Role of picornaviruses in flu-like illnesses of adults enrolled in an oseltamivir treatment study who had no evidence of influenza virus infection
The primary objective of this study was to determine the role of picornavirus in flu-like episodes (temperature of > or =38.0 degrees C plus one respiratory and one constitutional symptom) among otherwise healthy adults enrolled in a placebo-controlled, double-blind, randomized oseltamivir treatment study. Combined nasal and pharyngeal swabs were collected at baseline for influenza cultures and picornavirus reverse transcription (RT)-PCR. In addition, acute- and convalescent-serum samples were obtained for serological studies of common respiratory pathogens. From a total of 719 subjects enrolled in the clinical trial within 36 h of the onset of symptoms, 475 (66%) had evidence of recent influenza A or B virus infections by means of culture and/or serological testing. Of the 244 remaining patients, 36 (15%) presented a seroconversion for at least one of the common respiratory viruses or atypical pathogens. An RT-PCR assay for the picornavirus 5" noncoding region (NCR) was positive in a subset of 15 (19%) of 78 patients with flu-like illnesses of undetermined etiology. Sequence analysis of the picornavirus 5" NCR amplicons revealed that 14 (93%) of them had greater homology to rhinoviruses, whereas 1 (7%) was related to enteroviruses. Interestingly, median total symptom scores and oral temperatures of picornavirus-positive patients (n = 15) and placebo-treated influenza virus-positive patients (n = 161) were similar over a 3-week period. We conclude that, among the influenza virus-negative preselected cases of this study, rhinoviruses were relatively frequent pathogens associated with important respiratory and systemic symptoms.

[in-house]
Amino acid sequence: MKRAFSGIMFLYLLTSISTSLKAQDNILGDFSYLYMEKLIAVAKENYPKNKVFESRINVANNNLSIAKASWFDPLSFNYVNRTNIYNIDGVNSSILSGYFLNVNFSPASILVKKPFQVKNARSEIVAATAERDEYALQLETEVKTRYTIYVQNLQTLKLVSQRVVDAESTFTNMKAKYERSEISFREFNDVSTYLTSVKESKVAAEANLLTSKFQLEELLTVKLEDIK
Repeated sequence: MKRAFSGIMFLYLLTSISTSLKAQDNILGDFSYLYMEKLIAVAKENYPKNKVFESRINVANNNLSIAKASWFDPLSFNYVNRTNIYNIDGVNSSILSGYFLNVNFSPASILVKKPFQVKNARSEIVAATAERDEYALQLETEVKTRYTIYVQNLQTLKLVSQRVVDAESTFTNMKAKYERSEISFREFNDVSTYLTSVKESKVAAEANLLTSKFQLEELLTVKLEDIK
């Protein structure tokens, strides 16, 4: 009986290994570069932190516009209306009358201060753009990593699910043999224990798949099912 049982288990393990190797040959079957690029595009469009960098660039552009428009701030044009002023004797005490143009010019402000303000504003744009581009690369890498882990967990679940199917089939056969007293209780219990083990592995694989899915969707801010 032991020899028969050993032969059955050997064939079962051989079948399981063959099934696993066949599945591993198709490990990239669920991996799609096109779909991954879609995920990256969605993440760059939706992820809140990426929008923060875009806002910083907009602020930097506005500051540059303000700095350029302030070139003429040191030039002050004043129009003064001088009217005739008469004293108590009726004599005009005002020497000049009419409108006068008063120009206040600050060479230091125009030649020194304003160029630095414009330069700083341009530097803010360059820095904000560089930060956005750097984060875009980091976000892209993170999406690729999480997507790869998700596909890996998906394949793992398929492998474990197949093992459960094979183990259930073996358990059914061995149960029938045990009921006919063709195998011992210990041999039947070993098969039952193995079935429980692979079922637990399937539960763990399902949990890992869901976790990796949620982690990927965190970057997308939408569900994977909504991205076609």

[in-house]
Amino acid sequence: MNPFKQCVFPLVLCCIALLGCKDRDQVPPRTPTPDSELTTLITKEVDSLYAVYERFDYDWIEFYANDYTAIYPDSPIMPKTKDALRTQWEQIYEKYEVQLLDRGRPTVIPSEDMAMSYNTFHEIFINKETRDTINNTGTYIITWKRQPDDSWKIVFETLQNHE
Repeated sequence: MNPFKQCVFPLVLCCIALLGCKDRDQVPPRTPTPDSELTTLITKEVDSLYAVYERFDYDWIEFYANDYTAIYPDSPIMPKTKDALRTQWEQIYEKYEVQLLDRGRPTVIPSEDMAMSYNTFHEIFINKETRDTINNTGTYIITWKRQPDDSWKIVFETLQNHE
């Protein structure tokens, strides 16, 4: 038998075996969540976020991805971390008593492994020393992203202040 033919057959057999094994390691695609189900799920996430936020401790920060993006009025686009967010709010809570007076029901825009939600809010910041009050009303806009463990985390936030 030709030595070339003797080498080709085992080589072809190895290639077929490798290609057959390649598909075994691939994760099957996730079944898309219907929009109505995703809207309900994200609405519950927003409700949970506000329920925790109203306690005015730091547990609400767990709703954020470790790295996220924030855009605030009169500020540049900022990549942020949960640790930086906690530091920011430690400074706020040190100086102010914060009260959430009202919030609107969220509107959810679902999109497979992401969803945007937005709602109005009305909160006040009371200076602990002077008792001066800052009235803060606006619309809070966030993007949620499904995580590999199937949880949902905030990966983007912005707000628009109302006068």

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|Journal of Clinical Microbiology|
|Organisation||Erasmus MC: University Medical Center Rotterdam|
Boivin, G, Gaudreau, A, Jackson, H.C, Groen, J, Ward, P, & Osterhaus, A.D.M.E. (2002). Role of picornaviruses in flu-like illnesses of adults enrolled in an oseltamivir treatment study who had no evidence of influenza virus infection. Journal of Clinical Microbiology. Retrieved from http://hdl.handle.net/1765/9832